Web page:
A Community Devoted to the Preservation and Practice of Celestial Navigation and Other Methods of Traditional Wayfinding
From: Frank Reed
Date: 2020 Aug 8, 19:23 -0700
I wouldn't want anyone wasting any more time on my little pop culture teaser. The documentary is "The Go-Go's" about that punk band tuned pop band from forty years ago. It's a fine little documentary, but with a mostly cliche story to tell: "they were kids! then they rocked! uh-oh, in-fighting... uh-oh, heroine... jealousy over money! the band breaks up... but we're old now, so the band gets back together to milk it for some nostalgia cash... ahhh... all better! the end." Heh. I enjoyed it, but this does also connect to a popular internet meme: "friends don't tell friends that 1980 was forty years ago!" Yeah, those young rockers who were in their early twenties are now in their early sixties. Funny how that happens.
Back to the navigation puzzle, as I mentioned you can get the latitude (and longitude) very quickly by searching Google for "colorful hotel". It's one of the first hits. So that takes us to the Saguaro in Palm Springs. But what can astronomy tell us? Given Altair and Vega and given a true horizon from the extended floorlines of the building, we have a pair of altitudes that we can measure to perhaps a quarter of a degree. That locks the latitude to about that accuracy, and the sidereal time (equivalently LHA of Aries), to similar accuracy. But can celestial navigation clues in the photo tell us the longitude? I would say no. There's no measure of UT, and as always, without that we're done. We can, however, get the date to within a day or two, I think. There's that planet on the extreme left edge of the image. Assuming the image has been created within the past ten years, there really aren't many options. You can go into Stellarium, put Altair and Vega at the right altitudes, and then advance the calendar one sidereal day at a time (shortcut alt+= does this) and watch the planets come and go. I found only one reasonable hit, and it was Mars on "Thanksgiving Eve" 2016. That seems reasonable. The starry time-lapse above the Saguaro was probably pulled off some photographer's shelf with no connection to the production of the doc.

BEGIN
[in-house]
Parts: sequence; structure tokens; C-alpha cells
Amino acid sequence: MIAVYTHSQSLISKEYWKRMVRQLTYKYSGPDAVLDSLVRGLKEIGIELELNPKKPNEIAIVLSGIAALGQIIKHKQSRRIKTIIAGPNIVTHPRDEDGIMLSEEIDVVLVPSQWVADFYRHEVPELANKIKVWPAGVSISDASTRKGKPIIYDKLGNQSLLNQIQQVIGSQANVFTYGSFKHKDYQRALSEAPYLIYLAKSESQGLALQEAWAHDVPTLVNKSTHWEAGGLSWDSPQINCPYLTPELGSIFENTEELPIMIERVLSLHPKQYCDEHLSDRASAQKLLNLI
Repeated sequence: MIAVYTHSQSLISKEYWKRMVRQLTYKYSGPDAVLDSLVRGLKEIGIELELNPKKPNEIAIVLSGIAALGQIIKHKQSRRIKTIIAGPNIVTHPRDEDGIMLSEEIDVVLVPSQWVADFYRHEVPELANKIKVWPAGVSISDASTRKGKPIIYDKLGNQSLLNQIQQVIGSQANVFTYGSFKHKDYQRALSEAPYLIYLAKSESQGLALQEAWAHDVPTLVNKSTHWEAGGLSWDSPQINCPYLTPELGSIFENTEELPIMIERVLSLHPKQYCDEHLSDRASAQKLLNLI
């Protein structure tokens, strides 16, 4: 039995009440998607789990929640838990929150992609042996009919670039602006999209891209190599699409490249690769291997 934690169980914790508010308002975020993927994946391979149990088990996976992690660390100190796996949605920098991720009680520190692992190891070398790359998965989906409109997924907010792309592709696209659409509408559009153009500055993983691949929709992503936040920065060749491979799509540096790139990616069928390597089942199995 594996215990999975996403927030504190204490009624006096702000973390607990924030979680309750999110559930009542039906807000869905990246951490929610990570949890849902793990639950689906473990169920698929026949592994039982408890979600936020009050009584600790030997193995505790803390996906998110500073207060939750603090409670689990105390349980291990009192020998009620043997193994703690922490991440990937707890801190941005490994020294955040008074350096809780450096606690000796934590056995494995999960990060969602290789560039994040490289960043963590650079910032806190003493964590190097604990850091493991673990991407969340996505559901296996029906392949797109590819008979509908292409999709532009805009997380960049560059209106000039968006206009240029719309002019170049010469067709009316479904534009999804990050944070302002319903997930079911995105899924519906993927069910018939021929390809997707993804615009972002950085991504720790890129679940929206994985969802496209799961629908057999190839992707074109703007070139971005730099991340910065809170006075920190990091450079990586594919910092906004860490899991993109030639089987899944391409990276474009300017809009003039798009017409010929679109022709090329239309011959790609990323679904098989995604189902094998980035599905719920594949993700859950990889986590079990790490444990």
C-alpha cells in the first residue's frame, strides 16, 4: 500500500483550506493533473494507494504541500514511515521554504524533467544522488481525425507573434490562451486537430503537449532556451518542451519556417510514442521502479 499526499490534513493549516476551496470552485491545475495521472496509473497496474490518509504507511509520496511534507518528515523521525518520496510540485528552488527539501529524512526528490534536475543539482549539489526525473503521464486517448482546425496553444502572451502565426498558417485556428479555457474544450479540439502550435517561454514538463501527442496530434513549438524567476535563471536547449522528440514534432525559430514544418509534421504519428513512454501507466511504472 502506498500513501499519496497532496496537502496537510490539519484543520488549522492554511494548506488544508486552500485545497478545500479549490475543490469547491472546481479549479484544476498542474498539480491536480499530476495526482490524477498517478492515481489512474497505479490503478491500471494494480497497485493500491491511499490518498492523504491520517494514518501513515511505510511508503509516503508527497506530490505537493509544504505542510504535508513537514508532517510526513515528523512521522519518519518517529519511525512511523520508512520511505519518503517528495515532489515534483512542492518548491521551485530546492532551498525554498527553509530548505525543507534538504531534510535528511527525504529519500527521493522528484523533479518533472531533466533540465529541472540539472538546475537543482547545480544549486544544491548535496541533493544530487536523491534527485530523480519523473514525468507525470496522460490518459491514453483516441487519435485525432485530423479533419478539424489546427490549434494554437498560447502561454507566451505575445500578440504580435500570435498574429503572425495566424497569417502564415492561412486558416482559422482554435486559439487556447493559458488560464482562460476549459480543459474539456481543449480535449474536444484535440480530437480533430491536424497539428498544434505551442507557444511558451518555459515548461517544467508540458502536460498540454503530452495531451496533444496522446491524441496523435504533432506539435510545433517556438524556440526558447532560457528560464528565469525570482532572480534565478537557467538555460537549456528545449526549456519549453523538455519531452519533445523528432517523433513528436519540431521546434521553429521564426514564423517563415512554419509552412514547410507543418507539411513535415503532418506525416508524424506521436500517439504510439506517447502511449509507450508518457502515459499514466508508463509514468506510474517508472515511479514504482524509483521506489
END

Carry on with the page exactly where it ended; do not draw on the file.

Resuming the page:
Incidentally, in a previous message I noted that the floorlines cross at the true horizon (altitude=0°) and at due west (azimuth=270°). I've discussed crossing floorlines to find the true horizon many times before, but this is the first time it had occurred to me that we can, in many modern cities (at least in the US), also assume that the vanishing point will be at one of the cardinal compass points since towns and cities are almost universally laid out along the cardinal directions. You can think directly about the image' sensitivity to latitude by knowing that we're looking due west. Changing latitude is a simple rotation of the sky around the west point.